Aiming to play the traditional role of healer during national tragedy, President Donald Trump paid visits Wednesday to cities reeling from mass shootings that left 31 dead and dozens more wounded. But his divisive words preceded him, large protests greeted him and biting political attacks soon followed.
The president and first lady Melania Trump flew to El Paso late in the day after visiting the Dayton, Ohio, hospital where many of the victims of Sunday's attack in that city were treated. For most of the day, the president was kept out of view of the reporters traveling with him, but the White House said the couple met with hospital staff and first responders and spent time with wounded survivors and their families.
Trump told them he was "with them," said press secretary Stephanie Grisham. "Everybody received him very warmly. Everybody was very, very excited to see him." Trump said the same about his reception in the few moments he spoke with the media at a 911 call center in El Paso.
U.S. & World
But outside Dayton's Miami Valley Hospital, at least 200 protesters gathered, blaming Trump's incendiary rhetoric for inflaming political and racial tensions in the country and demanding action on gun control . Some said Trump was not welcome in their city. There were Trump supporters, as well.
In El Paso, former Rep. Beto O'Rourke spoke to several hundred people at a separate gathering. O'Rourke, a potential Democratic 2020 presidential rival, has blistered Trump as a racist instigator but also told those in his audience the open way the people of his home town treat each other could be "the example ot the United States of America."
Emotions are still raw in both cities in the aftermath of the weekend shootings. Critics contend Trump's own words have contributed to a combustible climate that has spawned death and other violence.
The vitriol continued Wednesday.
Trump's motorcade passed El Paso protesters holding "Racist Go Home" signs. And Trump spent part of his flight between Ohio and Texas airing his grievances on Twitter, berating Democratic lawmakers, O'Rourke and the press. It was a remarkable split-screen appearance for TV viewers, with White House images of handshakes and selfies juxtaposed with angry tweets.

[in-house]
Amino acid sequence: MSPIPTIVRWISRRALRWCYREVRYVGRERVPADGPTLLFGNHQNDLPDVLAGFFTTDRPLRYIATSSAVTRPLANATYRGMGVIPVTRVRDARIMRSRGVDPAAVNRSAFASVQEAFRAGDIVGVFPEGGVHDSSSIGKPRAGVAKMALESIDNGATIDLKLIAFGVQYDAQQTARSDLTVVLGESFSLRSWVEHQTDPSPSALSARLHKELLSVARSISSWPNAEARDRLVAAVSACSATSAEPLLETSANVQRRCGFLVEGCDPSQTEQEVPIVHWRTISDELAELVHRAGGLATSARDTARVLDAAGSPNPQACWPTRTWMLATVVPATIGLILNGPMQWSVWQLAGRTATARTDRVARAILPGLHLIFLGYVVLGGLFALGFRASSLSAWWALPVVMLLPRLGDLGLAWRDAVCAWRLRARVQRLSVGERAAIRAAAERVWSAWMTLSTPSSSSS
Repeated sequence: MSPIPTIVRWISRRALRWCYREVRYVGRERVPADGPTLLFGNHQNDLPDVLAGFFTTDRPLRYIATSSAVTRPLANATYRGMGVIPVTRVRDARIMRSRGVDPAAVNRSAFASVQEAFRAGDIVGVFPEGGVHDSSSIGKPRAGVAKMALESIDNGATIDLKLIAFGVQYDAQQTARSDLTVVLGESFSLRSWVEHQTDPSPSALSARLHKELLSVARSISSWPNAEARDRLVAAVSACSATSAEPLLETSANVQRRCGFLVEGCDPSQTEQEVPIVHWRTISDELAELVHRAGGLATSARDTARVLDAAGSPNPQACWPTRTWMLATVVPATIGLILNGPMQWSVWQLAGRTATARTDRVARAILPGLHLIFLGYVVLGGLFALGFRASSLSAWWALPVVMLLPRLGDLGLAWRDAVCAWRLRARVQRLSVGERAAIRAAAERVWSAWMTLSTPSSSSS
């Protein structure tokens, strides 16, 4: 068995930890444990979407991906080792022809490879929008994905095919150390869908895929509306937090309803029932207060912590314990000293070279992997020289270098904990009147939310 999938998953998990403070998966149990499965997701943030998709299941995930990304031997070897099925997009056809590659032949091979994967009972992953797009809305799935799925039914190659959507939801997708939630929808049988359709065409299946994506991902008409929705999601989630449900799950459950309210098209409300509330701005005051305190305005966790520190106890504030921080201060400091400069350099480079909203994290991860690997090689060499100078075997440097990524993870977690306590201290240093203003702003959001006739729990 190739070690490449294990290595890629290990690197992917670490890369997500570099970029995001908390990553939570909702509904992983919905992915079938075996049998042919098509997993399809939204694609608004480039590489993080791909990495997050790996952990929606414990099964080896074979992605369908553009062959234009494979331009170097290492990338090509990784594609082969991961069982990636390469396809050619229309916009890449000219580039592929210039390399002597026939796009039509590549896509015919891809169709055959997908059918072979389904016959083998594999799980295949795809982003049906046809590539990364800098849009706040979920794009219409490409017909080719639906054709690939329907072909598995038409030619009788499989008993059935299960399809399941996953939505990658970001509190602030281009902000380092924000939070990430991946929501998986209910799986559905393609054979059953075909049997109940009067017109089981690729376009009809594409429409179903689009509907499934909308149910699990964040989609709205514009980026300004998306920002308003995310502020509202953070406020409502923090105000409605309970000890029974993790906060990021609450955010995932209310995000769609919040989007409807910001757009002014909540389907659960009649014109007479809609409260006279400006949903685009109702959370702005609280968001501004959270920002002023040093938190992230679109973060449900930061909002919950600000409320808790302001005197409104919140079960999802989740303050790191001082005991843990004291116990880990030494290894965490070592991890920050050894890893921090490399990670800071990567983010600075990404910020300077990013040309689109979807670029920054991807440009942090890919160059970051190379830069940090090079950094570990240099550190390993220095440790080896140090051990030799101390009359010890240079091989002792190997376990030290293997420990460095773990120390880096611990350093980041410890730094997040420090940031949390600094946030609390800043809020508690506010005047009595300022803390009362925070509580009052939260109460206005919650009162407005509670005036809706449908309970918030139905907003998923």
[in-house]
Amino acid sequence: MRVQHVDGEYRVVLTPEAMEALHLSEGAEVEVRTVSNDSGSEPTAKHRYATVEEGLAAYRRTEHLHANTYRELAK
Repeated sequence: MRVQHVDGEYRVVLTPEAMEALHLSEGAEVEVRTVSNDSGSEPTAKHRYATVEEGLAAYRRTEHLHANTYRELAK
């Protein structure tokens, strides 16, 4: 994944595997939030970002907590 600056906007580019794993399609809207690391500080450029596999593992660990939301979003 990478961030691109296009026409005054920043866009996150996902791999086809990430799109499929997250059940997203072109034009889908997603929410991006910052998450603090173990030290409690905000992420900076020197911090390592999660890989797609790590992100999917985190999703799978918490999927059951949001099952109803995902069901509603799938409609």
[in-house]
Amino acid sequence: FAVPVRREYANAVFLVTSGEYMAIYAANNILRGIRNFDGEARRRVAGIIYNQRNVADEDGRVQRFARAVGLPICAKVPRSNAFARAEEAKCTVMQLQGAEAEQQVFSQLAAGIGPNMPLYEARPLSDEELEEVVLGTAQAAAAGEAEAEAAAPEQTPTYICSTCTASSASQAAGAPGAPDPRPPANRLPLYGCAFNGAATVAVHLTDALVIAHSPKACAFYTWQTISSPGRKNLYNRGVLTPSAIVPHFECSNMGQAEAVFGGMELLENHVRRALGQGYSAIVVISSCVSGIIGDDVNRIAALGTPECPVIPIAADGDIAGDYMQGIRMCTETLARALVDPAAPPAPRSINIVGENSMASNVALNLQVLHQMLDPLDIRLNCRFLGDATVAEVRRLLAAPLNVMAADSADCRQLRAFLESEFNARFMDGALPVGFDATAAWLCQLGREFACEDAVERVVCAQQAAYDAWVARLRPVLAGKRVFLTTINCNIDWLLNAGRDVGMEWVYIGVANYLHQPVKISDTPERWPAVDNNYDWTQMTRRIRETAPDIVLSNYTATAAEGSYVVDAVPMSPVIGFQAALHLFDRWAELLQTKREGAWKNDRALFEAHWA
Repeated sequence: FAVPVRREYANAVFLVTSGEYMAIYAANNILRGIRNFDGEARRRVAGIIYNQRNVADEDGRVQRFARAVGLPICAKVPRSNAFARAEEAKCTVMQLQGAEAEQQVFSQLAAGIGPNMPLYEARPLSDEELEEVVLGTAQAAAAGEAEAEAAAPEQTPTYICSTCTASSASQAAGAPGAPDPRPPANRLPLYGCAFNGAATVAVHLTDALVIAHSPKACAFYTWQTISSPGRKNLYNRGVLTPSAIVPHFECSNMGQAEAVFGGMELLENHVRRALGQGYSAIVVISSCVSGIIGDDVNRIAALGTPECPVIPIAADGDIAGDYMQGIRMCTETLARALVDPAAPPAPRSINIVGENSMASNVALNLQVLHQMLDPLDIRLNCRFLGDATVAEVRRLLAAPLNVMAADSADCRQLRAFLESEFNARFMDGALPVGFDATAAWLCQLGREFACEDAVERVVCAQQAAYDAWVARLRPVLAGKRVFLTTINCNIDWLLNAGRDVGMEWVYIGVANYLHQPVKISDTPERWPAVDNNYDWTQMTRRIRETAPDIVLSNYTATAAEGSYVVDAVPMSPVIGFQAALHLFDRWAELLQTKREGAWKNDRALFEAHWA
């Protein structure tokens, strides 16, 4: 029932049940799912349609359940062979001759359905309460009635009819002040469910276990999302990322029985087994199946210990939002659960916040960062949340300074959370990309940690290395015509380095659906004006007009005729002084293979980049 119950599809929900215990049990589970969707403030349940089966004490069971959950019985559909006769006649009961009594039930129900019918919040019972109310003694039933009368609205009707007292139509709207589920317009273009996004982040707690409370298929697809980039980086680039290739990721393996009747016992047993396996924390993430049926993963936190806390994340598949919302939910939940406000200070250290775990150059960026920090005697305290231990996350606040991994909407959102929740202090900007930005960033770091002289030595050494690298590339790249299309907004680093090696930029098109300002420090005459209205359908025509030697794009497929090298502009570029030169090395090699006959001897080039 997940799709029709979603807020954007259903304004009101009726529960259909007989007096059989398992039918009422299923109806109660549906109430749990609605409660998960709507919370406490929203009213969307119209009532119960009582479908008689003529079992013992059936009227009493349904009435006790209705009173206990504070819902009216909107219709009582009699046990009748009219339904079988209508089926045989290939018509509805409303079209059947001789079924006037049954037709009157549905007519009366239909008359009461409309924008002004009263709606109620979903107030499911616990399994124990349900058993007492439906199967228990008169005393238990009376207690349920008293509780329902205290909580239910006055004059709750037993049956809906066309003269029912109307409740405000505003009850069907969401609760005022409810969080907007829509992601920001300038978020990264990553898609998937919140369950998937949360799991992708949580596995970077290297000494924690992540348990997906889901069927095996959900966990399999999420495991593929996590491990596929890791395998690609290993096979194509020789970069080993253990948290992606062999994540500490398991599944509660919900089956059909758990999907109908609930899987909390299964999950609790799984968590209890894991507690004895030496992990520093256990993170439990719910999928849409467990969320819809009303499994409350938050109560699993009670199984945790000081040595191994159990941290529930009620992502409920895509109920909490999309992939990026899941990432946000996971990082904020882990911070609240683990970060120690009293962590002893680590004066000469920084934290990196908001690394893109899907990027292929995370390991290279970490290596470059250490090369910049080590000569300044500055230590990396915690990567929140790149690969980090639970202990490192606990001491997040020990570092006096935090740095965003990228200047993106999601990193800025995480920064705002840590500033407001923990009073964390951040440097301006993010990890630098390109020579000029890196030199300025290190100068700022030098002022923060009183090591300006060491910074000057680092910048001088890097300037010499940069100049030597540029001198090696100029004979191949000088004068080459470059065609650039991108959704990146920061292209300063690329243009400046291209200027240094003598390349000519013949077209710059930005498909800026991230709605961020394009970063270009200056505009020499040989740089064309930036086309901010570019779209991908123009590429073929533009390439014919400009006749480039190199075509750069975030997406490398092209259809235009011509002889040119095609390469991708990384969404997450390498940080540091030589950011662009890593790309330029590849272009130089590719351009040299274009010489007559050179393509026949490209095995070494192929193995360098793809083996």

Trump and the White House have forcefully disputed the idea that he bears some responsibility for the nation's divisions. And he continued to do so on Wednesday.
"My critics are political people," Trump said as he left the White House, noting the apparent political leanings of the shooter in the Dayton killings. He also defended his rhetoric on issues including immigration, claiming instead that he "brings people together."
Some 85% of U.S. adults believe the tone and nature of political debate has become more negative, with a majority saying Trump has changed things for the worse, according to recent Pew Research Center polling. And more than three quarters, 78%, say that elected officials who use heated or aggressive language to talk about certain people or groups make violence against those people more likely.
In Dayton, raw anger and pain were on display as protesters chanted "Ban those guns" and "Do something!" during Trump's visit.
Holding a sign that said "Not Welcome Here," Lynnell Graham said she thinks Trump's response to the shootings has been insincere.
"To me he comes off as fake," she said.
Dorothee Bouquet, stood in the bright sun with her 5-year-old daughter and 2-year-old son, tucked in a stroller. She told them they were going to a protest "to tell grownups to make better rules."
But in El Paso, where more protests awaited, Raul Melendez, whose father-in-law, David Johnson, was killed in Saturday's shooting, said the most appropriate thing Trump could do was to meet with relatives of the victims.